NFL Draft Preview


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Which team will make all the right moves in this year's draft so it can hoist next season's Lombardi trophy?

Starting on April 26 and ending on April 28, the 2018 NFL draft will take place in Dallas, Texas. In those three days, NFL fans everywhere will be sitting on the edge of their seats as they wait to see who will be the new faces of their favorite teams. The draft order depends on how well the teams did in the previous season, with the worst team getting the first pick, and the Super Bowl winner getting the last. This way, the league is made more competitive, as opposed to the same team winning the Super Bowl every year. With the draft quickly approaching, there are so many factors to consider when deciding who to pick. Which teams will get better through the draft’s seven rounds? Will there be any jaw-dropping trades that will change the fate of certain franchises? Will there be a team that drafts badly and makes a disgrace of itself?

Here are my thoughts on who will be chosen with the first ten picks in the NFL 2018 draft.

Cleveland Browns – Sam Darnold (University of Southern California), QB
The Browns have a few promising players, but to be successful in the NFL, a team needs a quarterback. Sam Darnold played well in college at USC and enjoys the game. He has great vision and can keep his eyes down the field. The Browns could possibly take running back Saquon Barkley (a Heisman finalist), but only if they find a formidable QB in free agency. When the Browns traded with the Buffalo Bills for QB Tyrod Taylor this off-season, they wanted him to act as a mentor, and someone who will take stress off of whichever rookie QB they draft. The Browns have surrounded their quarterback with receivers, running backs and an O-line: now they only need a good QB.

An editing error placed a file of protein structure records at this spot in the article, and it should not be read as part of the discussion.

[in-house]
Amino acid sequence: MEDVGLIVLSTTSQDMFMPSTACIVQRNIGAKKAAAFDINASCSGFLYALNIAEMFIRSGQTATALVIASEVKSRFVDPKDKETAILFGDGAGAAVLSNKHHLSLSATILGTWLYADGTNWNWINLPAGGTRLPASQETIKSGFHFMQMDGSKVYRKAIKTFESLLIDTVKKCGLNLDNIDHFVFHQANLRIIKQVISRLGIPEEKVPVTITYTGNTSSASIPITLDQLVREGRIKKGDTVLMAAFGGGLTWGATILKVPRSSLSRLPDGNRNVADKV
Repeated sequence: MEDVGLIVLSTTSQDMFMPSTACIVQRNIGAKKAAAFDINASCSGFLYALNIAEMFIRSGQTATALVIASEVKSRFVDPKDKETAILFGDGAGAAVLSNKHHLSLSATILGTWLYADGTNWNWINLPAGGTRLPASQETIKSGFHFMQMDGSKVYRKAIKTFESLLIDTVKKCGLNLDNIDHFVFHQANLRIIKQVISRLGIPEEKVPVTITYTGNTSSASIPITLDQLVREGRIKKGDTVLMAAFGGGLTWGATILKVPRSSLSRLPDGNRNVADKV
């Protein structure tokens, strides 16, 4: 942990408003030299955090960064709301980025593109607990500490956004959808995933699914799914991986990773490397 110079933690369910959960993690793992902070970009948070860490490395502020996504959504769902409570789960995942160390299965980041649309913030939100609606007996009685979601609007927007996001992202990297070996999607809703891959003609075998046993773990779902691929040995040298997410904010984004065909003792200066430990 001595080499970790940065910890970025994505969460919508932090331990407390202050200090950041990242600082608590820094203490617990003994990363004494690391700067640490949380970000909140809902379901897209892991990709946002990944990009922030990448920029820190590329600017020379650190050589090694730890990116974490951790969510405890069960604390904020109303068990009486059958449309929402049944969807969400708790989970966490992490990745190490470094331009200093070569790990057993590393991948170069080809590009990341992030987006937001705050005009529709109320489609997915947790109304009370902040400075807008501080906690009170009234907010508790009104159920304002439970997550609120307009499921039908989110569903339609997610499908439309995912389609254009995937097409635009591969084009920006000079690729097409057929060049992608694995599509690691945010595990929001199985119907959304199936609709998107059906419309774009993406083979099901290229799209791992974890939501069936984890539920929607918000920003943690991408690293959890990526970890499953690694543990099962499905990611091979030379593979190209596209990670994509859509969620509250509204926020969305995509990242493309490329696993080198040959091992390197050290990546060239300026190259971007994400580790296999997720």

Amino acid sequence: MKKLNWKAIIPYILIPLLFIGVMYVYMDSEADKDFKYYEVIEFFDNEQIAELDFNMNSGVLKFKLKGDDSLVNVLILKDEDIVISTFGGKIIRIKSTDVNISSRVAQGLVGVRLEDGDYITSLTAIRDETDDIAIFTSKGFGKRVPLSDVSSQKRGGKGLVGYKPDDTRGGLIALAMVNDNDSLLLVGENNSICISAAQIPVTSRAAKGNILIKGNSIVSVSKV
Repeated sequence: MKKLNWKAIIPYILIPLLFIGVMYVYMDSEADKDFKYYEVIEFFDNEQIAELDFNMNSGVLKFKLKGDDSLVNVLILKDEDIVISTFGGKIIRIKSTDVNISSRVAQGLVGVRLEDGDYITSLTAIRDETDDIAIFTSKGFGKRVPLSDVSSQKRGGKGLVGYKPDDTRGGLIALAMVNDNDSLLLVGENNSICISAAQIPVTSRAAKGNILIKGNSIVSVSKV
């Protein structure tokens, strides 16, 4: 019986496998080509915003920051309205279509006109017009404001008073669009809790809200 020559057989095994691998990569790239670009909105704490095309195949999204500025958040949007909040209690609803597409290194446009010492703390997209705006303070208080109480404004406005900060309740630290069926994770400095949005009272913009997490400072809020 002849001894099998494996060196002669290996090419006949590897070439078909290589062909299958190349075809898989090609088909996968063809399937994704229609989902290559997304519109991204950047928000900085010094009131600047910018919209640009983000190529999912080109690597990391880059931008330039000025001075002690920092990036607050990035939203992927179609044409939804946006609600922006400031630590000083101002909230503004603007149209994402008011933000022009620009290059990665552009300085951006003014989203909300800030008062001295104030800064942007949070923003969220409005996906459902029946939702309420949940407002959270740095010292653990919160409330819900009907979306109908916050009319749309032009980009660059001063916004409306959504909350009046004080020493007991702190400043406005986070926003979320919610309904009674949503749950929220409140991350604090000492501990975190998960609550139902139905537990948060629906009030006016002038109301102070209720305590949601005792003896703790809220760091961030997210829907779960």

New York Giants – Saquon Barkley (Penn State), RB
The Giants need a running back because they haven’t had a good one since Ahmad Bradshaw in 2012, and Barkley – a Heisman trophy finalist – could be just what they need. The other teams understand the Giants can’t run the ball, so they barely do anything to stop the run game and put overkill coverage on the passing game, taking away the Giant’s explosive players. One important aspect of the passing game is play action passes, which many teams do on third down to freeze the defense on a third and short situation. Without a formidable running back, the Giants can’t do this A trade, however, isn’t out of the picture. Buffalo is pretty desperate to move up in the draft, and if the Giants accept a Buffalo trade, the Bills might lose three first rounders (two this year and one next year).

New York Jets – Josh Rosen, (University of California), QB
The Jets traded a lot of draft picks to just jump a few teams in the draft order. That guarantees they have to think they can take a franchise quarterback in this year’s draft. Rosen is arguably the best quarterback in this draft, and definitely the most experienced, so much so that he could start as soon as possible.